Russian Ground Forces to receive tracked Pantsir air defense systems - Part 1

Russian S-300V and upgraded S-300V4 air defense launchers will receive short-range air protection. It will be an option of Pantsir launcher upgraded for the Ground Forces. Pantsir-SM/SV will have a tracked undercarriage instead of a wheeled one like the Pantsir-S1, the Independent Military Review writes. The ground option has to defend S-300V and S-300V4 against cruise missiles, precision weapons and combat drones. The 30mm Pantsir guns will also fight attacks on S-300V on the march and in positions.
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Pantsir-SM displayed at Army-2019 defense forum. A tracked version will be developed (Picture source: Army Recognition)

Protection of S-300V4s has become vital. They are the most dangerous weapon capable of destroying targets at a distance of 400 km. S-300V4 is the most effective weapon against ballistic missiles and is equipped with special radars to detect them.

The Defense Ministry is building up the air defense capabilities of operational and tactical forces. Several S-300V4 brigades have been recently deployed. They were « exotic » in early 2010s, but are now broadly engaged. Each combined arms army has its own air defense missile brigade armed with Buk-M2 and Buk-M3.

Since 2014, the Defense Ministry has been paying much attention to air defense in combined arms armies. In 2015, a new antiaircraft brigade was formed in the 49th combined arms army. The personnel were trained in the 106th air defense center in Orenburg. The brigade trained live fire at Kapustin Yar range. In December 2015, a new antiaircraft brigade joined the 36th combined arms army in Buryatia. The personnel completed training to operate Buk-M2 and conducted first live fire.

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9A39M1 launcher-loader vehicle for Buk-M1-2 Air defence system (Picture source: Vitaly Kuzmin)

The Ground Forces will get another air defense missile brigade in a year or two. It will operate in the 8th combined arms army of the Southern Military District. Its creation began three years ago and the army does not have a proper set of units yet, including an antiaircraft missile brigade. However, media reports said the new air defense brigade had been formed and is operating Buk-M3.

Until recently, the air defense of the Ground Forces has mostly operated Buk-M1/M2 which were accepted into service in 1998. Now, the air defense brigades are rearmed with modern Buk-M2s and Buk-M3s. The Defense Ministry said the Ground Forces received five brigade sets of the new launchers in 2012-2019. It did not specify the number of supplied Buk-M2 and Buk-M3.

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9A316 transporter erector launcher and transloader for Buk-M2 air defence system (Picture source: Vitaly Kuzmin)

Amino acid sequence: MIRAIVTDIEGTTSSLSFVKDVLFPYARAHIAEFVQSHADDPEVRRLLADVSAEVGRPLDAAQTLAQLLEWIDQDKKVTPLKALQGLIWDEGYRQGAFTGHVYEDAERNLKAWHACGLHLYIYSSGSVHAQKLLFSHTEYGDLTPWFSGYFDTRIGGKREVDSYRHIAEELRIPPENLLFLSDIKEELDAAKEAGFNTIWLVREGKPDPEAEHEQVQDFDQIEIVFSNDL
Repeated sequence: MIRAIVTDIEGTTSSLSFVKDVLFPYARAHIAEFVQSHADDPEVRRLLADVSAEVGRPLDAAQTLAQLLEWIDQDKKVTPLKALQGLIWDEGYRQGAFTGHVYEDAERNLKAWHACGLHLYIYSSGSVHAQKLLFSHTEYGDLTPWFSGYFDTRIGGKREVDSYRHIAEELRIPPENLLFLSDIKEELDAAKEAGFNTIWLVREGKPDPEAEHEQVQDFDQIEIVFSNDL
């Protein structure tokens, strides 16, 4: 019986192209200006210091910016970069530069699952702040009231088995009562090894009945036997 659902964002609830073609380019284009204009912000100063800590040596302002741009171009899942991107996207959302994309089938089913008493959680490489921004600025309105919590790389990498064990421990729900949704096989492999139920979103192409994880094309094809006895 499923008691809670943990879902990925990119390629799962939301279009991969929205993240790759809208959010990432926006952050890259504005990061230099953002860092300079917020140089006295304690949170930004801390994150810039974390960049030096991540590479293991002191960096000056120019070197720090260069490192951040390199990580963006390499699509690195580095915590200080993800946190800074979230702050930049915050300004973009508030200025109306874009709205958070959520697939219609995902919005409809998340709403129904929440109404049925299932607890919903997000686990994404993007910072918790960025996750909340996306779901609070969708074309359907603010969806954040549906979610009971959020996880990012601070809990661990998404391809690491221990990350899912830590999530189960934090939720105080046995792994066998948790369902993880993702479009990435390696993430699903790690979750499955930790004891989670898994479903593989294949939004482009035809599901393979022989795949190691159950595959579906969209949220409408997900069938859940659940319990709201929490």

Buk-M2 design began in 1988, but the launchers were accepted zinto service 20 years later. The first brigade set was supplied to the missile brigade of the 2nd Combined Arms Army in 2011. The Defense Ministry and Almaz-Antey signed a contract in 2013 for the delivery of three Buk-M2 brigade sets. They rearmed all available antiaircraft brigades. The first two sets were supplied to brigades formed from scratch. Buk-M2 was upgraded in the past years and received a target illumination and guidance radar. It expanded the radio horizon at extremely low altitudes and increased the destruction range of cruise missiles. Each vehicle detects, identifies and simultaneously fires at four targets from an unequipped position.

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9A317M TELAR of 9K317M Buk-M3 air defence missile system displayed at Army-2018 defense forum (Picture source: Army Recognition)

Buk-M3 was accepted into service in 2016. The main difference from Buk-M2 is that it carries missiles in transportation-launcher containers. The round of munitions increased, as well as the destruction range. The system hits air targets at a distance of 70 kilometers. Buk-M3 exceeds predecessors 2-3 times due to multirole radar with a phased antenna array. One self-propelled launcher can attack six targets at a time.

The Defense Ministry publishes little data on the rearmament of the air defense of the Ground Forces. A comparison of available data with the statistical publication shows the ministry received two brigade sets of the latest launchers by 2019.

In late 2017, the antiaircraft missile formation of the combined arms army of the Western Military District deployed in Kursk region began to receive the first Buk-M3. It was reported in 2018 that the air defense unit of the combined arms formation of the Southern Military District deployed in North Caucasus held a tactical exercise. Buk-M3 repelled an air strike. The first batch of Buk-M3 was supplied to the Central Military District. The antiaircraft brigade of the 41st combined arms army deployed in Altai received the launchers.

The data show that the Defense Ministry received more than two brigade sets of Buk-M3. However, most air defense units likely receive battalion rather than complete brigade sets. The Defense Ministry said in early 2019 that producers will hand over a brigade set of S-300V4 and battalion sets of Buk-M3 and Tor-M2.

Therefore, antiaircraft brigades can simultaneously operate battalions of Buk-M1-2, Buk-M2 and Buk-M3. It may look incredible at first sight, but one has to remember that all Buk launchers can operate autonomously. The combat vehicles have target illumination and detection radars. They autonomously detect, identify and destroy targets.

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